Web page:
"Thanks," he says. Then he looks briefly around their messy house and says, "So, what'd you do today?"

Immediately he can see hurt and anger forming on her face and, though he's not sure exactly how, he can tell he has upset her.

So he gently approaches her and says, "Hey, have you and the kids had dinner yet? Want to go grab a bite?"

Still smarting from his words, she nevertheless responds, "Sure, that would be good." In the above exchange, the couple's stone hit the water, and they launched it back into the air again. They both decided not to have the argument.

So they go to dinner. They get the kids home and put them in bed. At that point, the wife decides she really does need to talk to her husband about how he hurt her feelings. After they have relaxed for a few minutes, she says, "I need to talk to you about what happened earlier." She's no longer as hurt and angry, so she's able to be less critical as she explains how his question affected her.

"When you get home and the house is a mess and you ask me what I did all day, I feel like you don't think I did anything. I need you to be aware of that. That's probably not your intention but I'm sensitive about it."

He says, "You're right. That's not my intention at all -- I'm just trying to express interest in you and in your life. I'm sorry my way of doing that is sometimes hurtful. How would you prefer me to ask how your day has been?"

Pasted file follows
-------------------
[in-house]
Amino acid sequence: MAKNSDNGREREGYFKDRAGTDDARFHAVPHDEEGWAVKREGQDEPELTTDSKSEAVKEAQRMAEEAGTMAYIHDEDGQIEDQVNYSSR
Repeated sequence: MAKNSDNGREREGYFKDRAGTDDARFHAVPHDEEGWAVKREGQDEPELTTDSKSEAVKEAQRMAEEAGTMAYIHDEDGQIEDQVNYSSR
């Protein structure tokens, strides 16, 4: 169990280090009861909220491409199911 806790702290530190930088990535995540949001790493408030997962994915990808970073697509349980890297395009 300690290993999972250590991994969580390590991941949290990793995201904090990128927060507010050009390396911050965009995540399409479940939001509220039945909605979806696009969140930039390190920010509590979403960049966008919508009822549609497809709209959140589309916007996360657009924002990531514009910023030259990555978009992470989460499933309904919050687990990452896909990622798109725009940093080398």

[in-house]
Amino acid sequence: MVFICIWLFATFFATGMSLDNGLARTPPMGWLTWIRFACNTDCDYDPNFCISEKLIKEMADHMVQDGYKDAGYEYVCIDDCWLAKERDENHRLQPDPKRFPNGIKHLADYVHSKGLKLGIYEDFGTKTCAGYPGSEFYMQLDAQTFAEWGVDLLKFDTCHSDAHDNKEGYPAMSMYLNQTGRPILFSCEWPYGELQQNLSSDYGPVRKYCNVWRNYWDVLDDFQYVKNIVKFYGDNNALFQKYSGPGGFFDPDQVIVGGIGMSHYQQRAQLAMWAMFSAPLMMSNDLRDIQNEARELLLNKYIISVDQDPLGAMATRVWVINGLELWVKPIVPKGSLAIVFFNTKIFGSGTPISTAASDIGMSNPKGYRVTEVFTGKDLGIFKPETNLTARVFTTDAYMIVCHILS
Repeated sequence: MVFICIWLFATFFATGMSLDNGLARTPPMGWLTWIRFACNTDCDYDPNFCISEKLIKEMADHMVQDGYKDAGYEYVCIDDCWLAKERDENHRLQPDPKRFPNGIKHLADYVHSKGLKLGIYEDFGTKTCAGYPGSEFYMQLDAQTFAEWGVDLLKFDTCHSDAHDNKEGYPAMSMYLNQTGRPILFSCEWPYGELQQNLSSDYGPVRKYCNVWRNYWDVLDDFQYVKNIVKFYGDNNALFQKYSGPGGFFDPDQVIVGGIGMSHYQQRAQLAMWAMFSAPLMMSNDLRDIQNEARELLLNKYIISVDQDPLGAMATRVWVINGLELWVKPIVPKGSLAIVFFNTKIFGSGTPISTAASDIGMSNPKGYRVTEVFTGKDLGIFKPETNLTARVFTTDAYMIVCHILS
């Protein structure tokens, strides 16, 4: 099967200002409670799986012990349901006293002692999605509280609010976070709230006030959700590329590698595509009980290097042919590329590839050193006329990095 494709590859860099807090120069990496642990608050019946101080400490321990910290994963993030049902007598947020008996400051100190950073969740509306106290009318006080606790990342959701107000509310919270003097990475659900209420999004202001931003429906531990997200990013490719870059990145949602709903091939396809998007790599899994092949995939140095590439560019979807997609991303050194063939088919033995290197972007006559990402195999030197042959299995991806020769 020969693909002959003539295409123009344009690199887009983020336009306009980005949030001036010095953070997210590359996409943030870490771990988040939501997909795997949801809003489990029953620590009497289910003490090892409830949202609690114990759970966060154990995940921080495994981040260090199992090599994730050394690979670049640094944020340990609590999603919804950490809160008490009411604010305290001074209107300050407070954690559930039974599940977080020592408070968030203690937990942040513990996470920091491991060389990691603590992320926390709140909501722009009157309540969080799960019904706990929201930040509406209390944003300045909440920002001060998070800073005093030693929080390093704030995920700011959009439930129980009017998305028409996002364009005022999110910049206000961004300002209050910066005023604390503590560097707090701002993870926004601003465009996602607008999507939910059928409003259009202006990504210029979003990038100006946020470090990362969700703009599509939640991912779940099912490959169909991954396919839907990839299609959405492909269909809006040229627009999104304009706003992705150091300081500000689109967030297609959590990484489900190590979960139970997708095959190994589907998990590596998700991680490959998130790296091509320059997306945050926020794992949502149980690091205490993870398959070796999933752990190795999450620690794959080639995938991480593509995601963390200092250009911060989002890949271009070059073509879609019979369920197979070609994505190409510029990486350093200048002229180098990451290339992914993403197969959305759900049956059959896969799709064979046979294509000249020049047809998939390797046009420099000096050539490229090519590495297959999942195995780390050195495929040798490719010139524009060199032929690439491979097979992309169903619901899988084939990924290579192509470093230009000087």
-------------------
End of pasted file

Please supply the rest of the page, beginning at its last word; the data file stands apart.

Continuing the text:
Then she might say, "Maybe like that! 'How has your day been, sweetie.' So you're not asking what I did, but how I've been, how my day went, how the kids are doing, stuff like that."

He says, "I understand, and that makes sense. Won't happen again. I love you. I'm sorry."

If you read this exchange and think "This could not possibly be more unrealistic," that's likely because you and your partner, every time your stone hits the water, ride it all the way down. You have it out. There's a lot of anger, and neither of you feels heard or understood by the other.

Now let's look at an example of when a couple launches their stone back into the air and then just lets it go.

He says, "Have you seen my keys?"